- Drowned In Sound

"Sara Lowes - Single Girl EP Like stepping into an aural time machine."

One of the best female artists in the country is once again showcased on Manchester’s best indie label. Together they deliver an obscure selection of jazzy pop-tronica that’s as fine an example of innovation as any we’ve heard in some time.

As an artist she has worked with names such as King Creosote, Jim Noir and The Earlies, in 2008 listeners were wowed by her mini-album, ‘Tomorrow’s Laughter’ while her proceeding EP- ‘Back to Creation’ confirmed her as a true genre-defying talent. With this third instalment expect more of the same, which is by no means a bad thing.

Trumpets kick off the title track, before Oompa Lumpa beats and basslines enter the fray. You could almost be forgiven for thinking you’d slipped on the Matthew Herbert produced debut from Moloko’s Roisin Murphy, save for the lack of house music.

The five-track EP is defined by hypnotic vocals, head bobbing rhythms and proud brass. Once the sliding organs and muted guitars come to life it really is like stepping into some aural time machine, taking in the psychedelic 60s via the upbeat 80s on a course set for a 21st Century destination, making for a hugely enjoyable ride.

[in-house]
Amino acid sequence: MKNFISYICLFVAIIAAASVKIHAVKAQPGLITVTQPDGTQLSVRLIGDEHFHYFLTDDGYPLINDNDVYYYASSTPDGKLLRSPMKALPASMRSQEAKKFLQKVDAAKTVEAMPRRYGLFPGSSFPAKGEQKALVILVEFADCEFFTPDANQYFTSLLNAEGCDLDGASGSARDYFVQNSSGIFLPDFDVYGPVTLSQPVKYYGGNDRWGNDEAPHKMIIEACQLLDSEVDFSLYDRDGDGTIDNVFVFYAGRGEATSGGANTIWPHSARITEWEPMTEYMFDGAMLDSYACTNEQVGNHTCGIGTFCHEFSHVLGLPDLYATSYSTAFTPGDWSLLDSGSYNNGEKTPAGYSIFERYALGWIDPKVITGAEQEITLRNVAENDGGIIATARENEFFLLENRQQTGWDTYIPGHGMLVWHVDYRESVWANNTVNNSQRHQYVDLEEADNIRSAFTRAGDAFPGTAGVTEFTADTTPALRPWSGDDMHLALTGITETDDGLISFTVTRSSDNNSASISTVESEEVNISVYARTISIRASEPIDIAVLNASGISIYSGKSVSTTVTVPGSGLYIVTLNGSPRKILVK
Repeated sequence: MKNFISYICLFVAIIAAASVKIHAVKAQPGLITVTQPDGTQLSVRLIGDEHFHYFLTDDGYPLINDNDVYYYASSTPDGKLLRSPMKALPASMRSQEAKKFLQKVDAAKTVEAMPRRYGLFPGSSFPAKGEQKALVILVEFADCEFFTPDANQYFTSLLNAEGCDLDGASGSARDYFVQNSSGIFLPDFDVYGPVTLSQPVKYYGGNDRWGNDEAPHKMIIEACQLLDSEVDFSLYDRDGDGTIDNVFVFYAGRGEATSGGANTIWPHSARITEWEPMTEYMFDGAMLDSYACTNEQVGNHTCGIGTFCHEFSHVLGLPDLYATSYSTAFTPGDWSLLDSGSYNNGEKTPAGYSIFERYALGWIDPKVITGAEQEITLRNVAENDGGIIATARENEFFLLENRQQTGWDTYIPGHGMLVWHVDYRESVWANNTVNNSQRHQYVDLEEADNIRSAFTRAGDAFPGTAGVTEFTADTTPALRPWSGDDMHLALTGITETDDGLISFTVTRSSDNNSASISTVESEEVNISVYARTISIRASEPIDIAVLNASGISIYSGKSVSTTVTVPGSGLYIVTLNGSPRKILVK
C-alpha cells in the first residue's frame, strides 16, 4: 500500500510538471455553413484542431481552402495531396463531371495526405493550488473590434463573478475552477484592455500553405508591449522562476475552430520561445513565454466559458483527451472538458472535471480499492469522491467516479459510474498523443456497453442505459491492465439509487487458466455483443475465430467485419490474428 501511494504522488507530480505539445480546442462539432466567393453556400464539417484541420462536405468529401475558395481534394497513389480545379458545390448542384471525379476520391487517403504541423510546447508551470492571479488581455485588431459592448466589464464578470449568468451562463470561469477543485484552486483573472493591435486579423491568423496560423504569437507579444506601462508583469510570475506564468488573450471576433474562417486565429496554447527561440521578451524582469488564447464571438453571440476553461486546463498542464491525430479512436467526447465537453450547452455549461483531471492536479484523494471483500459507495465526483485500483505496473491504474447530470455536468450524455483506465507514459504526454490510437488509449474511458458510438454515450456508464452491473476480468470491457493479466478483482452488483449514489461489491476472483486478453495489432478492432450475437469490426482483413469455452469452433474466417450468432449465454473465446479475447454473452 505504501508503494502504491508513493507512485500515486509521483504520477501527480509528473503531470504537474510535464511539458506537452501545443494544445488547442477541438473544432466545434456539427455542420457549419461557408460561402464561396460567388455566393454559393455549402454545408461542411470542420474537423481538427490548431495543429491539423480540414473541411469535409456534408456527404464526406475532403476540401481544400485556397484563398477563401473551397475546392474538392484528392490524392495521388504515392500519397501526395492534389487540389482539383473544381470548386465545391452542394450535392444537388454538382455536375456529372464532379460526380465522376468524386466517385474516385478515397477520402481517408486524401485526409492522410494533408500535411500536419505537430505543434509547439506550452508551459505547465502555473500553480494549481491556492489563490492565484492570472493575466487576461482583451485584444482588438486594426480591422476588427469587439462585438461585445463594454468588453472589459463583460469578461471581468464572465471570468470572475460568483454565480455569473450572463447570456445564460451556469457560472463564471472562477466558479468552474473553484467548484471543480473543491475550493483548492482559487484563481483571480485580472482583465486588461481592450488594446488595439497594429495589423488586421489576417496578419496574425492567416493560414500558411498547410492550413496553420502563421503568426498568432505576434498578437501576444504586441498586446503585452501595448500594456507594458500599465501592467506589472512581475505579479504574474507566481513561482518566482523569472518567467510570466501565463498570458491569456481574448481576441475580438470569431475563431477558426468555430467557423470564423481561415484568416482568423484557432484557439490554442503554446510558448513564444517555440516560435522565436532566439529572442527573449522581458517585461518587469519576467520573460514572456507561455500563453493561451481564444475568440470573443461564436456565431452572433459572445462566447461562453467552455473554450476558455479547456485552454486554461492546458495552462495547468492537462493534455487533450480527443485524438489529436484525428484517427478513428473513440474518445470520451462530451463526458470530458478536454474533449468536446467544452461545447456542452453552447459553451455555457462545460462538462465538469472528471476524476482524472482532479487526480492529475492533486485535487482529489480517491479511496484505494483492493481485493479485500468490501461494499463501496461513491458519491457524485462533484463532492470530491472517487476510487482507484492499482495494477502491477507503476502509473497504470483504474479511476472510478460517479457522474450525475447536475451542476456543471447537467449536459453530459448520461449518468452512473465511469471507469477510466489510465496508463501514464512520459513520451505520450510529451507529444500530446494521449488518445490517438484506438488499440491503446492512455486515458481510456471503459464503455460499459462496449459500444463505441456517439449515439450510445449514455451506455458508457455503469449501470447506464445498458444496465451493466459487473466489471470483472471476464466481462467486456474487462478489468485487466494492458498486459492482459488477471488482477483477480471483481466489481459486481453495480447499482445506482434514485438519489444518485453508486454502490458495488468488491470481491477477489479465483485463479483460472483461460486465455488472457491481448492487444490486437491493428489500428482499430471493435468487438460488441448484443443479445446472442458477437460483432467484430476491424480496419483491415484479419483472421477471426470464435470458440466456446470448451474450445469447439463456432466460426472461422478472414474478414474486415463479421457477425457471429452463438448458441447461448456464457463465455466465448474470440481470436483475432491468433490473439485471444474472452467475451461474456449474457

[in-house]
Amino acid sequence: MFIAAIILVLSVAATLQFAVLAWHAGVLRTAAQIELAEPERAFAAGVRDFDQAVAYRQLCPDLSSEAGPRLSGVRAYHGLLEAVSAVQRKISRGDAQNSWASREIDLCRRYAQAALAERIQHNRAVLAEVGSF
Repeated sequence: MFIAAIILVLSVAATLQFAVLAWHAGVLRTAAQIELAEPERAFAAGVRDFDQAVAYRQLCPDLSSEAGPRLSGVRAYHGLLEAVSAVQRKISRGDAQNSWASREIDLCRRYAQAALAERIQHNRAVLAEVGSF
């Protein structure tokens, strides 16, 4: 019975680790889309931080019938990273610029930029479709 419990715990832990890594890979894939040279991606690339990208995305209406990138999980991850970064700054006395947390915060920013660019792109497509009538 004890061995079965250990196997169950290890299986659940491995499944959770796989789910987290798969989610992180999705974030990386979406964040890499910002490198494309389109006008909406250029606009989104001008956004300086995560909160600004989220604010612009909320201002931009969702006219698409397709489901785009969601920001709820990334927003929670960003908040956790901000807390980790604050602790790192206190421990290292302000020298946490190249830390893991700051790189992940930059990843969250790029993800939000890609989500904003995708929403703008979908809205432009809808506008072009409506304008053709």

- Click Music


Back To Creation 23/05/2011



Lowes began playing the piano at the age of four, following in the footsteps of her mother and grandmother – both accomplished classical pianists. But Sara was turned on to pop music by as a teenager, and soon began writing her own songs. A decade later, great adventures touring Europe and the US and hitting the festival circuit with her various bands behind her (kind of – she’s currently working on two different side projects), her songwriting has expanded from acoustic folk to kaleidoscopic, technicolour pop.

“When I first started out ten years ago, I was more of a basic songwriter,” Lowes says. “When it comes to writing now, I find all these new influences just come pouring out. I’m much more adventurous with my writing and arrangements. I find it all comes really effortlessly because of the musicians that I get to play with, they have helped shape my musical voice."